The 1986 Chernobyl accident in Ukraine, the Three-Mile Island Unit 2 melt down in 1979 in Middletown USA, and the Japan’s Fukushima nuclear disaster in 2011 count as the three most serious nuclear disasters in the history. The occurrence of had immediate as well as long-term effects to the economies, environment as well as peoples’ lives in those countries. In this paper, a detailed comparison of the three incidences will be carried out with special emphasis on their causes and the short-term as well as long effects.
Chernobyl nuclear accident
The 1986 incidence is considered as an accident that resulted out of a power surge that lead to the explosion of the unit 4 of the nuclear power station in Chernobyl, Ukraine. It is believed that the main cause of the accident was human errors as well as flaws in the design of the reactor. According to the Nuclear Energy institute, the cause of the accident is believed to have as a result of workers operating the reactor in violation of the technical specifications. The reactor was run at very low power without observing the safety precautions. The four reactors in Chernobyl were the high-power channel reactors that produce electric power and plutonium. This design was identified to be different from the standard reactors that use graphite moderator and water run coolant. The immediate reaction of the emergency crew in Ukraine was to use helicopters to pour concrete (Sarcophagus) and sand on the burning reactor debris. To date, the other thee reactors have been closed down (Nuclear Energy Institute, 2011).
The immediate outcome of the accident was massive release of radioactive components to the environment. 28 workers were killed four months after the incidence with another 19 deign between 1987 and 2004. Still, another 106 workers were treated of acute radiation sickness. After the incidence, about 200,000 workers were involved in the cleanup exercise between 1986 and 1987. It is reported that working who were doping the clean-up job receives doses of radio-active components of between 1 and 100 rem – it should be noted that the average annual dose of radiation for US citizens is set at 0.6 rem (U.S. NRC (a), 2014). Children were reported to have received thyroid doses in areas that received the radio-active contamination after the incidence. Cases of thyroid cancer among children attributable to the accident have been reported in Belarus, Russia, and Ukraine.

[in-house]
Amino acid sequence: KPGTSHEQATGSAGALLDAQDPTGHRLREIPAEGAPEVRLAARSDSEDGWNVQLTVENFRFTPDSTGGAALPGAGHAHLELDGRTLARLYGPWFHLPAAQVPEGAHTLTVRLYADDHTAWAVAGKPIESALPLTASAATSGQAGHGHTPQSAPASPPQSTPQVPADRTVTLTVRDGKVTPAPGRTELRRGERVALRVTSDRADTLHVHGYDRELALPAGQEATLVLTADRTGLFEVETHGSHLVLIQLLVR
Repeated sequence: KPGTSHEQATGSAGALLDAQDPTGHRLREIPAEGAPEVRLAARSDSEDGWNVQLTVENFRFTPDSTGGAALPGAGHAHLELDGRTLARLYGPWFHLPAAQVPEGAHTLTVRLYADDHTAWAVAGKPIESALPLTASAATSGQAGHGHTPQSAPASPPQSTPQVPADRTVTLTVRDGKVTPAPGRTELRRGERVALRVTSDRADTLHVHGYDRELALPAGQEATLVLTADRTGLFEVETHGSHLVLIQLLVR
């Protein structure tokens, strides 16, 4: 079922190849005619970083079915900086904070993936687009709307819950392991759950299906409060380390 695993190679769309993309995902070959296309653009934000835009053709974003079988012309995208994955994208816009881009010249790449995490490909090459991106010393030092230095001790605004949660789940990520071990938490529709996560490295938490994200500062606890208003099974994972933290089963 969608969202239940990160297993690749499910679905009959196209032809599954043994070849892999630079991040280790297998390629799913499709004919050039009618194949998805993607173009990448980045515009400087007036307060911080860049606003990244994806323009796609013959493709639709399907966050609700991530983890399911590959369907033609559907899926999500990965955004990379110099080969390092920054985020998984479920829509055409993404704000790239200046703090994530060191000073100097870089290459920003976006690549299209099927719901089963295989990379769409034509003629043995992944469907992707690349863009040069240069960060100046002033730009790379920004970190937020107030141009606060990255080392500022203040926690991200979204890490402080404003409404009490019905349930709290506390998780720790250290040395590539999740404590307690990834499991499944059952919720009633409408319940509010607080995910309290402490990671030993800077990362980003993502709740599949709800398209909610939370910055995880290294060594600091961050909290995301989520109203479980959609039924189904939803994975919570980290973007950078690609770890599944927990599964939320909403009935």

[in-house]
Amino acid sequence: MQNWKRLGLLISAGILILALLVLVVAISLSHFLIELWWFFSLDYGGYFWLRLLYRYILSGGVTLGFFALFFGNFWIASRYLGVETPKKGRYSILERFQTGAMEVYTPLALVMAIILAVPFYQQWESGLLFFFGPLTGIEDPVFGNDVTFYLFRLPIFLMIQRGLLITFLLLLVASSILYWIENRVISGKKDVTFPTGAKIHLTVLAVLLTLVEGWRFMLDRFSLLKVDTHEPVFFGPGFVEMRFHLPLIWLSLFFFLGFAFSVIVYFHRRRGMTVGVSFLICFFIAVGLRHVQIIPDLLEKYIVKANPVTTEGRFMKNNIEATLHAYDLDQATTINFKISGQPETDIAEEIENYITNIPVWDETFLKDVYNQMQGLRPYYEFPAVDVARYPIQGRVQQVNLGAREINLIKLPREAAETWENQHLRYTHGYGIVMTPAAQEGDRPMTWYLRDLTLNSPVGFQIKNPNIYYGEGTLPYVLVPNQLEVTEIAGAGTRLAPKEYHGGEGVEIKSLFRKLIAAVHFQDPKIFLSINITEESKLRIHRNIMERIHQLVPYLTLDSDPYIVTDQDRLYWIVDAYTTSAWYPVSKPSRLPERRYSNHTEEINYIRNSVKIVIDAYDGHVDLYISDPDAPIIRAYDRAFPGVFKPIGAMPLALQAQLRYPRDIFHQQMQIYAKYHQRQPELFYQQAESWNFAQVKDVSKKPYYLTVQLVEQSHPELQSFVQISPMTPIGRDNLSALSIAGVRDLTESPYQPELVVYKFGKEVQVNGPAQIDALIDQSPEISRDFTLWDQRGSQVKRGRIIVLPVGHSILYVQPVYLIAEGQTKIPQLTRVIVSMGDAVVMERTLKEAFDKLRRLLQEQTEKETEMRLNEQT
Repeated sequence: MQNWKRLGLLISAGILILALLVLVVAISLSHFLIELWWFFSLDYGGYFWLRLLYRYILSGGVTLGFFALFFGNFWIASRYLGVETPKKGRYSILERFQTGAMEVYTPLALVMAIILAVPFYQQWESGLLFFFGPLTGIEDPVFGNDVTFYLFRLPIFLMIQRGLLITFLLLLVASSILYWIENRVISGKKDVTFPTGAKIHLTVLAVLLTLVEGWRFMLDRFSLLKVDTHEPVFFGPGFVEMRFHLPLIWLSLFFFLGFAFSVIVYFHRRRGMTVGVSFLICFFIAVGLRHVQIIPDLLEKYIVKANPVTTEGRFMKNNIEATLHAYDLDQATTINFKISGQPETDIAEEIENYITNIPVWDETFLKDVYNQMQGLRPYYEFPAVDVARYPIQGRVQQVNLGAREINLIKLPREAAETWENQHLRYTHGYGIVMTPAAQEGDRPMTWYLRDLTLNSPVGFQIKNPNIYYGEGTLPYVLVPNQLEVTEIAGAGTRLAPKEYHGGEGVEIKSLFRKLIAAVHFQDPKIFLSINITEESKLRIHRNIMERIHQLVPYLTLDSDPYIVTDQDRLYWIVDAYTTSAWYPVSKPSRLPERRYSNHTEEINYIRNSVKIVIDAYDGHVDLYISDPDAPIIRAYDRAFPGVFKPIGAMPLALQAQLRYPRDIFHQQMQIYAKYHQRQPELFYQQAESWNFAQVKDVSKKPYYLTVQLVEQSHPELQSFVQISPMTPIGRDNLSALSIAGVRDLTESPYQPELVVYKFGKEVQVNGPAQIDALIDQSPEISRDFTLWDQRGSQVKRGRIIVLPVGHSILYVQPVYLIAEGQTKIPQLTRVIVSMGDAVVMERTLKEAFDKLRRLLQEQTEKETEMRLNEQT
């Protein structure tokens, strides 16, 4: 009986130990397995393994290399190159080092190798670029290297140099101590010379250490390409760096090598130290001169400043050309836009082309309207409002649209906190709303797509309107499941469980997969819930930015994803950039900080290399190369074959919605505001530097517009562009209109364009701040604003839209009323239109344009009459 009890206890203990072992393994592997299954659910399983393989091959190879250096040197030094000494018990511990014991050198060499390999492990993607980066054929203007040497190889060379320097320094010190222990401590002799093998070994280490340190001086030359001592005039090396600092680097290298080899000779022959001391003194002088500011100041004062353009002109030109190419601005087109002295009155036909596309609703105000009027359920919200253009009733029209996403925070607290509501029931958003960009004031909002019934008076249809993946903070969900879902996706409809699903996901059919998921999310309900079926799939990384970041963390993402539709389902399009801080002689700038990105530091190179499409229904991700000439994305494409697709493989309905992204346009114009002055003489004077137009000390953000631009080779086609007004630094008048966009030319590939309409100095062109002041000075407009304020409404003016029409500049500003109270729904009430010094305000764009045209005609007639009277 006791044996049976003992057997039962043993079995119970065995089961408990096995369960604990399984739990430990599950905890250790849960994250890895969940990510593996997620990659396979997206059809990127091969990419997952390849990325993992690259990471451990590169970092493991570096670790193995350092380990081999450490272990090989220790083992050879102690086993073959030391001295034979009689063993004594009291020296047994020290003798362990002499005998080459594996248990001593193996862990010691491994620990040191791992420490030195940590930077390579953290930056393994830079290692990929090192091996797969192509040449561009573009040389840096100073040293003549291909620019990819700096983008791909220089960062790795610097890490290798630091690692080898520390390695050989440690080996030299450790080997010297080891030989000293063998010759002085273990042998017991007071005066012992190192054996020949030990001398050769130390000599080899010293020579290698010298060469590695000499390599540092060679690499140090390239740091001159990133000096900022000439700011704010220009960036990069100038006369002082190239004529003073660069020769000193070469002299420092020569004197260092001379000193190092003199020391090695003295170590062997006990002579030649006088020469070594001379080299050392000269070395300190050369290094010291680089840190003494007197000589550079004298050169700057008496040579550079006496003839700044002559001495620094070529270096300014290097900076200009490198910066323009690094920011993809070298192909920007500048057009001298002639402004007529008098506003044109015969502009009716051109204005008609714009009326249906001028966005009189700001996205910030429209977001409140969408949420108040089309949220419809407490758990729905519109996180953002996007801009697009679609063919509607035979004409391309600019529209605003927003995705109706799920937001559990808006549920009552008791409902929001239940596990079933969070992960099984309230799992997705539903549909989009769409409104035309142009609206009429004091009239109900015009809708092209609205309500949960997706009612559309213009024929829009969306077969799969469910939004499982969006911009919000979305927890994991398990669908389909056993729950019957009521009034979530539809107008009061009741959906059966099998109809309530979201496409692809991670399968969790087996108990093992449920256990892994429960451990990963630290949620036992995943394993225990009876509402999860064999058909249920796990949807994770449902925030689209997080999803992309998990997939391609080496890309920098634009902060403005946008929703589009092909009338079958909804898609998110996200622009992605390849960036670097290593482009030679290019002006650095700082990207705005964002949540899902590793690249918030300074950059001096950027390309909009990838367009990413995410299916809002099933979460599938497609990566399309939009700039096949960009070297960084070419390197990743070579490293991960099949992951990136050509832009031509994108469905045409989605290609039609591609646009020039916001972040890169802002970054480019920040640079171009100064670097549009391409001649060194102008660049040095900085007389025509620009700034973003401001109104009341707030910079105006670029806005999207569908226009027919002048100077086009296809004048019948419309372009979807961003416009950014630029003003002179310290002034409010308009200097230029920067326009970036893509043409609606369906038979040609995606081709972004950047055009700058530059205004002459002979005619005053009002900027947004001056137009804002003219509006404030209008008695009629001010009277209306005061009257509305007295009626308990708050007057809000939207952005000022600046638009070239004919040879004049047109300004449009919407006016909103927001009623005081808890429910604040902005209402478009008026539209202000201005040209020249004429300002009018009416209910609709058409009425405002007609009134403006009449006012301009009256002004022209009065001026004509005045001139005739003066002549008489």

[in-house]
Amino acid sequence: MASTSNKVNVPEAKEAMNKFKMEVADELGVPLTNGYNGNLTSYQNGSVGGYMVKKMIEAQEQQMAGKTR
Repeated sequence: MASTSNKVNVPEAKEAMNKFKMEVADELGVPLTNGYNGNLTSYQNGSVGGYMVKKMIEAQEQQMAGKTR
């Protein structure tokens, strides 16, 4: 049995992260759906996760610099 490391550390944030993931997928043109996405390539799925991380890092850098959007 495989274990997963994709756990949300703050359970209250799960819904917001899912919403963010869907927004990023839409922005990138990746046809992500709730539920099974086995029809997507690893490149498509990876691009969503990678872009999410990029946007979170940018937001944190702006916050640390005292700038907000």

Evacuation of people around the Chernobyl over a radius of 30 kilometers was done one month after the incidence. Environmental contamination is probably the most serious long term effects of the accident in Chernobyl. Due to the environmental contamination, sale of milk and vegetables was restricted in the region and also in the world. The surrounding 4200 square kilometer is designated as a no-go zone with 7000 square kilometers being considered as having considerable contamination (ENS News, 2006).
Three- Mile Island Nuclear disaster
The March 28, 1979 nuclear disaster in Three Mile Island in Middletown, Pennsylvania is the worst nuclear incidence in America. The accident that was a partial meltdown of the nuclear reactor was occasioned by failure of the water-coolant pumps of the second reactor that resulted on overheating. The failure of monitoring equipment that control and indicate the levels of control aspects are believed to have failed (US NRC (b), 2014). Although the core material in the reactor melted down, there was no release of radioactive because the containment remained intact. The incidence did not have any fatalities. The immediate reaction of EPA was to place experts to monitor radiation in the environment surrounding the power plant.
Within a short time after the incidence, the meltdown had been adequately controlled. Amid uncertainties in the possibility of released radioactive radiations, the Governor of Pennsylvania ordered immediate evacuation of people who were considered to be at high vulnerability over a radius of five miles around the power plant. In general the incidence was caused by deficiencies in the design of the reactor, personal errors and equipment failure. The immediate changes that were carried out after the incidence included upgrade of the design of the plant and equipment’s to adequately measure and control operations according to specifications. Other measures included enhancement of emergency preparedness and constant and regular monitoring of the plant performance (United States Environmental Protection Agency, 2012). To date the second reactor remains permanently closed where all the fuel has been removed and coolant water drained.
Fukushima Daiichi Nuclear Disaster